It may not be improper also to remark, though the position be so obvious as almost to render the statement of it needless, that there is the same close connection in the leading doctrines of Christianity with each other, and the same perfect harmony between them. It is self-evident, that the corruption of human nature, that our reconciliation to God by the atonement of Christ, and that the restoration of our primitive dignity by the sanctifying influence of the Holy Spirit, are all parts of one whole, united in close dependence and mutual congruity.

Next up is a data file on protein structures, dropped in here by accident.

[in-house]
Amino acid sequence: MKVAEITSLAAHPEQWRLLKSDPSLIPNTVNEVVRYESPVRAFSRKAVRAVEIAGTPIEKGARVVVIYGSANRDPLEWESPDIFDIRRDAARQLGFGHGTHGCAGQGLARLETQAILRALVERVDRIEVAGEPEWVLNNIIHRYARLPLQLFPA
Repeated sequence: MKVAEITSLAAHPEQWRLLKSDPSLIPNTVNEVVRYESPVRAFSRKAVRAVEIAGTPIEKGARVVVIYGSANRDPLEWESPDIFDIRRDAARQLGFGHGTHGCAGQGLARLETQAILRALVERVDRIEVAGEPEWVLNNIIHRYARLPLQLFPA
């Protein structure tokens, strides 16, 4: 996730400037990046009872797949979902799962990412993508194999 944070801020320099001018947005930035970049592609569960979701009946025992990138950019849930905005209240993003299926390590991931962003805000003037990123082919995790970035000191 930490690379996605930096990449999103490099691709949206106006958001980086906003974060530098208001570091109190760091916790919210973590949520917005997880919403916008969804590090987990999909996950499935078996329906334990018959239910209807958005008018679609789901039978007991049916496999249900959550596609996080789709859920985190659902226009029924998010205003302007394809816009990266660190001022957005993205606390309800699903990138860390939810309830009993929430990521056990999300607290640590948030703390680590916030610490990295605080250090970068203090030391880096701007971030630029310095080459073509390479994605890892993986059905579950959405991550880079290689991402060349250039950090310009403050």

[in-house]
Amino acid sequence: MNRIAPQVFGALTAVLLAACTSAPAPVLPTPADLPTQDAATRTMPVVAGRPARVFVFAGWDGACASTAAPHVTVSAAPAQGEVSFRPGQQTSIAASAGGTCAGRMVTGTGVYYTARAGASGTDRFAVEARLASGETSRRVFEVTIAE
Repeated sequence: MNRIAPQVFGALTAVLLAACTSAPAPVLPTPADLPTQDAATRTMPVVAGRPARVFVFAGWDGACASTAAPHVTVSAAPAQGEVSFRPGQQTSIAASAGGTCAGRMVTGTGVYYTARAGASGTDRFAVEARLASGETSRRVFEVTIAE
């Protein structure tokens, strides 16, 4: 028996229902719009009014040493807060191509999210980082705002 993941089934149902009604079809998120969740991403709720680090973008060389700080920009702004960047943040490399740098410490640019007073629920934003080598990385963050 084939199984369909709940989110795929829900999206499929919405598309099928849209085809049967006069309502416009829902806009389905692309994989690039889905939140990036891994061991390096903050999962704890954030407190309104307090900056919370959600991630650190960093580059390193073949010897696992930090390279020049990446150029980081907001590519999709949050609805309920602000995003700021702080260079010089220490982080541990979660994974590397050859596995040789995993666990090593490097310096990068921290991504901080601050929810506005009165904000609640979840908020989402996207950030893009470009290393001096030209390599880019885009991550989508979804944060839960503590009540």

Between the practical precepts amongst each other

Perhaps, however, it has not been sufficiently noticed, that in the chief practical precepts of Christianity, there is the same essential agreement, the same mutual dependency of one upon another. Let us survey this fresh instance of the wisdom of that system, which is the only solid foundation of our present or future happiness.

The virtues most strongly and repeatedly enjoined in Scripture, and by our progress in which we may best measure our advancement in holiness, are the fear and love of God and of Christ; love, kindness, and meekness towards our fellow-creatures; indifference to the possessions and events of this life, in comparison with our concern about eternal things; self-denial, and humility.